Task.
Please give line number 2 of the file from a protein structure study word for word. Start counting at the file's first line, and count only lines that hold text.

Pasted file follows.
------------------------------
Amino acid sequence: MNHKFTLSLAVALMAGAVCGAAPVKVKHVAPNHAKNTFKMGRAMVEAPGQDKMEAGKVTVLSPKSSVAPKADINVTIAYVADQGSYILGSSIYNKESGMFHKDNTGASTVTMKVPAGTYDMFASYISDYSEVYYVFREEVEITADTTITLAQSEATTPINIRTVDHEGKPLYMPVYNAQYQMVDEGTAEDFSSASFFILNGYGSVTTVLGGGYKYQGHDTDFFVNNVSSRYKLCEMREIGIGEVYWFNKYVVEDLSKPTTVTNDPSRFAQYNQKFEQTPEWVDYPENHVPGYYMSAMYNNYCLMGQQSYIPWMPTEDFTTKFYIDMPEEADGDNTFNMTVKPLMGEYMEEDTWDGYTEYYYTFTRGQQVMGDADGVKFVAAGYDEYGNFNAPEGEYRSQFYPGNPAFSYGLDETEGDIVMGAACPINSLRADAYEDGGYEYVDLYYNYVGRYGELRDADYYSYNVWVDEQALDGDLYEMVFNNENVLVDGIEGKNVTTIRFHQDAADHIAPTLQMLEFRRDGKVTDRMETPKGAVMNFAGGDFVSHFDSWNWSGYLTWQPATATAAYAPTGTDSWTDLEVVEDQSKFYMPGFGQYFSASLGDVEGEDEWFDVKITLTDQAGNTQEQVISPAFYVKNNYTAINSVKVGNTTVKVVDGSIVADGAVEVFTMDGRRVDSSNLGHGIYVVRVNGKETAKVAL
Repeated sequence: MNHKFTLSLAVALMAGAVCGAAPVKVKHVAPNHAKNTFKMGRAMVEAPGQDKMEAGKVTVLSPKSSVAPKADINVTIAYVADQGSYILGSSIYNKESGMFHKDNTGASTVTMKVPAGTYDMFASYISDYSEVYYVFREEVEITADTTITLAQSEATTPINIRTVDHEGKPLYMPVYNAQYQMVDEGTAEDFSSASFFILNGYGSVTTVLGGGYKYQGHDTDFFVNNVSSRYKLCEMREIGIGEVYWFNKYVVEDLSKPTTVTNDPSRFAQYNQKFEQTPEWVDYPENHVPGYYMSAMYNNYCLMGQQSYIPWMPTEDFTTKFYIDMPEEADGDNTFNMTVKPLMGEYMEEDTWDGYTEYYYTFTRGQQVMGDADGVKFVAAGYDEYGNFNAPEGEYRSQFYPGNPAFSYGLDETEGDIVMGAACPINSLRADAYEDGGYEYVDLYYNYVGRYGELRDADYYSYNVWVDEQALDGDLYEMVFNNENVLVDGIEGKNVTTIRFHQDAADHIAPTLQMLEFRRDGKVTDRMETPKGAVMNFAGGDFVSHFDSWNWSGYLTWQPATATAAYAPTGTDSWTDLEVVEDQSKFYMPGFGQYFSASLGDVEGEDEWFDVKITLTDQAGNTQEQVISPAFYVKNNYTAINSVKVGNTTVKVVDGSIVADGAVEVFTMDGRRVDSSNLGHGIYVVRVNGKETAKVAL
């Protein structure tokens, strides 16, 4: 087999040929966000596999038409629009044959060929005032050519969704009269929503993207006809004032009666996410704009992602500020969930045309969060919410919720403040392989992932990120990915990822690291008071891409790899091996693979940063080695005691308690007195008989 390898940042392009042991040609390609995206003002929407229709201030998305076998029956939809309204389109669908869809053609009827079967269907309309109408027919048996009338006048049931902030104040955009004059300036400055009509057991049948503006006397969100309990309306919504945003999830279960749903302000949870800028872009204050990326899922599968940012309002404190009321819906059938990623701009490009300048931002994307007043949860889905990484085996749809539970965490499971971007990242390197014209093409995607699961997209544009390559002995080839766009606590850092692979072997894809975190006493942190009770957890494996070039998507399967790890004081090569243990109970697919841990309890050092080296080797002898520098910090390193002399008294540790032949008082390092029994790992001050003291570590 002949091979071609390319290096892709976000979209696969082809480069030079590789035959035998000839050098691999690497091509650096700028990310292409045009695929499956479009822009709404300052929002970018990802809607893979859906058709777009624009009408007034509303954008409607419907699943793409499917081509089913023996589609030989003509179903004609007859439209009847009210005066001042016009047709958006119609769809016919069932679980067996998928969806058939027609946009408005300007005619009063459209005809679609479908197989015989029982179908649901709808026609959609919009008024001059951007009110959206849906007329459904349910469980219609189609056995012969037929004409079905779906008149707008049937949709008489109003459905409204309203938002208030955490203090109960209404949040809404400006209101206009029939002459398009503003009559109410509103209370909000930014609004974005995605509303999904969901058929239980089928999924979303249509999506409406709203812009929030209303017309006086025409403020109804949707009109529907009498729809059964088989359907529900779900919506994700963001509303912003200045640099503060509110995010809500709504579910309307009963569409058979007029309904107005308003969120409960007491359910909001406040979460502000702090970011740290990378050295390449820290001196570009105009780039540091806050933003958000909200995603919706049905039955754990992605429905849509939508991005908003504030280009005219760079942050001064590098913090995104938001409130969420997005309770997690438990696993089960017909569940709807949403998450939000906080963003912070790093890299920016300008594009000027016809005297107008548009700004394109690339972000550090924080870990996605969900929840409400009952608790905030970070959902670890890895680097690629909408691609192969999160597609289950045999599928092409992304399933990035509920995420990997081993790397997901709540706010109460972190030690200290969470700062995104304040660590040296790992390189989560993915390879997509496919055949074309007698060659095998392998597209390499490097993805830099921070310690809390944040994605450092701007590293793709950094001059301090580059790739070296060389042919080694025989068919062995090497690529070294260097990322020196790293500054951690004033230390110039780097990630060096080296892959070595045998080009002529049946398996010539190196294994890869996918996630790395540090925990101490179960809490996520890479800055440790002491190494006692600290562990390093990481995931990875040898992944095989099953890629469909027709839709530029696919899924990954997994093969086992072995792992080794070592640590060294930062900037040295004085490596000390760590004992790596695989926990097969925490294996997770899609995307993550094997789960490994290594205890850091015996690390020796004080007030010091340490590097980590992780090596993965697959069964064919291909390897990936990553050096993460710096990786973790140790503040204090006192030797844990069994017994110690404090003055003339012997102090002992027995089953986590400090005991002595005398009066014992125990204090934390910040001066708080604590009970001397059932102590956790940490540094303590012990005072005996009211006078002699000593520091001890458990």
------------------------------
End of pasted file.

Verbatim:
Repeated sequence: MNHKFTLSLAVALMAGAVCGAAPVKVKHVAPNHAKNTFKMGRAMVEAPGQDKMEAGKVTVLSPKSSVAPKADINVTIAYVADQGSYILGSSIYNKESGMFHKDNTGASTVTMKVPAGTYDMFASYISDYSEVYYVFREEVEITADTTITLAQSEATTPINIRTVDHEGKPLYMPVYNAQYQMVDEGTAEDFSSASFFILNGYGSVTTVLGGGYKYQGHDTDFFVNNVSSRYKLCEMREIGIGEVYWFNKYVVEDLSKPTTVTNDPSRFAQYNQKFEQTPEWVDYPENHVPGYYMSAMYNNYCLMGQQSYIPWMPTEDFTTKFYIDMPEEADGDNTFNMTVKPLMGEYMEEDTWDGYTEYYYTFTRGQQVMGDADGVKFVAAGYDEYGNFNAPEGEYRSQFYPGNPAFSYGLDETEGDIVMGAACPINSLRADAYEDGGYEYVDLYYNYVGRYGELRDADYYSYNVWVDEQALDGDLYEMVFNNENVLVDGIEGKNVTTIRFHQDAADHIAPTLQMLEFRRDGKVTDRMETPKGAVMNFAGGDFVSHFDSWNWSGYLTWQPATATAAYAPTGTDSWTDLEVVEDQSKFYMPGFGQYFSASLGDVEGEDEWFDVKITLTDQAGNTQEQVISPAFYVKNNYTAINSVKVGNTTVKVVDGSIVADGAVEVFTMDGRRVDSSNLGHGIYVVRVNGKETAKVAL